Education

Open, Affordable Textbook Efforts Save PSU Students $4.8M

UNIVERSITY PARK, Pa. — Over the past three years, efforts by Penn State University Libraries faculty and staff have lowered or eliminated the cost of textbooks and other course materials nearly 20 times over, saving students millions.

Funded primarily by Penn State’s provost, Nick Jones, with support from Penn State World Campus, University Libraries, Teaching and Learning with Technology and Barnes & Noble, the initial investment of some $245,000 has saved students $4.8 million in potential expenses on textbooks and other course materials. The university looks to build off the initiative with a three-year plan, investing another $600,000.

“Penn State’s novel, combined approach to lowering textbook costs through the use of both freely open and affordable, or low-cost, resources, is gaining notice in higher education nationwide,” said Rebecca Miller Waltz, University Libraries head of Library Learning Services and co-chair of the University’s Open and Affordable Educational Resources (OAER) Working Group. “However, even more impressive is the multifaceted breadth and depth of effort we are making across the University in growing open and affordable course materials for reducing students’ overall cost of attending classes and transforming education across the commonwealth.”

Faculty benefit from increased access to open content online they can revise and excerpt as needed, allowing them to design lessons and assignments and embed content best suited to their teaching approach and environment. This adaptability of content has opened up the potential for new and cutting-edge approaches to instruction and learning, according to a press release.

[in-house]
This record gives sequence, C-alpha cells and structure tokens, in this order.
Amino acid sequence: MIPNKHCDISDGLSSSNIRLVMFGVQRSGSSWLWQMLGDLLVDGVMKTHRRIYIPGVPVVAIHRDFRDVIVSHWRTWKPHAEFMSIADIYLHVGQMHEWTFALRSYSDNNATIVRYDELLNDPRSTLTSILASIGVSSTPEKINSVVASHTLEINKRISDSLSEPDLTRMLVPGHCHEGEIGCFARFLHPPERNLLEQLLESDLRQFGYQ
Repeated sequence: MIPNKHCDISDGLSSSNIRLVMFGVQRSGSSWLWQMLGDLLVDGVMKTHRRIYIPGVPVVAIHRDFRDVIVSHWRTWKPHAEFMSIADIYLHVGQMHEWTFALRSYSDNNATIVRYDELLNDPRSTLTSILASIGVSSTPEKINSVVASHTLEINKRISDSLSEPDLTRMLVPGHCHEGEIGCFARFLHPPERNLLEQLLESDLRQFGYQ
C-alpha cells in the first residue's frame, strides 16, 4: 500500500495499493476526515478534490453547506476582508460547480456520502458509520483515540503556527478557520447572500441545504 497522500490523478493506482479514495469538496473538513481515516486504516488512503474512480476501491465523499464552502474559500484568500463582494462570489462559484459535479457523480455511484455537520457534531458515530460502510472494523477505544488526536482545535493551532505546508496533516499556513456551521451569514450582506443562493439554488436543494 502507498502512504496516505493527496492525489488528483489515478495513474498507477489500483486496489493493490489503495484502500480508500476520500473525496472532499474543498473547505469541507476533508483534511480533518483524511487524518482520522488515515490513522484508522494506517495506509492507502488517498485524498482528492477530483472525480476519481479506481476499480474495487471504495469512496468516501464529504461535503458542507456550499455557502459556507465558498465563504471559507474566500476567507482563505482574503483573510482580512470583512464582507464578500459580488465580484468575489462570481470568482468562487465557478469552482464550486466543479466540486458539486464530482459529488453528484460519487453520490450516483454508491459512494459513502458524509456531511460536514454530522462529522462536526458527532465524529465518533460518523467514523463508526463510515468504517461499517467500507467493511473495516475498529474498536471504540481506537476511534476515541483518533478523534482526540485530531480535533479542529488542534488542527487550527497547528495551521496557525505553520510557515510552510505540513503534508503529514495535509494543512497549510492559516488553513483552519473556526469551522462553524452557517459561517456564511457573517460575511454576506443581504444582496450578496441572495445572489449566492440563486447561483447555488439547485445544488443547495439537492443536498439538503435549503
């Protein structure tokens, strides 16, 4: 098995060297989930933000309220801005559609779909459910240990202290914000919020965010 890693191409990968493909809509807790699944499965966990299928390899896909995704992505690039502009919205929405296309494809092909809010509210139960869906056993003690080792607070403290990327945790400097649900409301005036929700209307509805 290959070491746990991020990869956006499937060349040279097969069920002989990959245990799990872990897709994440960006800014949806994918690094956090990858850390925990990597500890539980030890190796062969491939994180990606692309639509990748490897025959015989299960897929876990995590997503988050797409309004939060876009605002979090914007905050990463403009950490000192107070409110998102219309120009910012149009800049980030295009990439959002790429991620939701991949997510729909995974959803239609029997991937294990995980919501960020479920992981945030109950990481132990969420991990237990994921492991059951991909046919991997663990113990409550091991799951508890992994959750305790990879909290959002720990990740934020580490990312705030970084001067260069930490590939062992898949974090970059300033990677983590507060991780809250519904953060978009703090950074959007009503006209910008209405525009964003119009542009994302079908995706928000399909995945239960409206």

The OAER Working Group grew from a 2016 report from an Open Educational Resources Task Force charged by the provost five years ago. Co-chaired by Waltz and Ann Taylor, assistant dean for distance learning and director of the John A. Dutton E-Education Institute in the College of Earth and Mineral Sciences, the working group includes faculty, staff and student representatives from across the University. Its efforts support Penn State’s strategic foundational goal of providing access to education by lowering the cost of overall attendance, according to the release.

Among several concurrent initiatives making the group’s success possible:

  • Faculty development through the Affordable Course Transformation (ACT), a grant-based program, led by University Libraries and Teaching and Learning with Technology, helps support instructors in replacing high-cost published course material with “pedagogically sound open and affordable” content. ACT assists faculty in making materials available at no cost to students or for under $50. The ACT program, which is about to launch its third round of projects, already has helped instructors of 30 courses across 15 campuses either author or adapt course materials for classes in 19 subjects. Once this material has been created, future instructors can access and adapt it for their own instructional needs and for students’ access. An estimate of potential cost savings to students for this initiative alone exceeds $1,177,700.
  • A libraries-licensed e-textbook pilot program for World Campus courses, initiated in fall 2017. Through the fall 2019 semester, 355 e-books replaced traditional textbooks and were made available for 296 World Campus courses for an overall online student potential cost savings of $3,277,637. These e-books have been placed into the University Libraries’ catalog for unlimited perpetual use, so residential course instructors and individual students also are able to access them, extending potential savings for additional students in the future.
  • During the 2018-19 year, the e-textbook pilot expanded to include residential courses from the College of Information Sciences and Technology and the College of Engineering – the University’s largest college by enrollment, exceeding 8,000 undergraduates. While the first pilot program among University Park campus engineering students alone included only 35 e-books among 13 courses, their impact was significant. The total potential savings those e-books provided to students exceeded $266,560.

For more information about Open and Affordable Educational Resources at Penn State, visit OER.PSU.edu. To learn about additional Open at Penn State initiatives being led by the University Libraries and its partners, visit Open.PSU.edu.

Image: Penn State University Libraries

Published by The Business Journal, Youngstown, Ohio.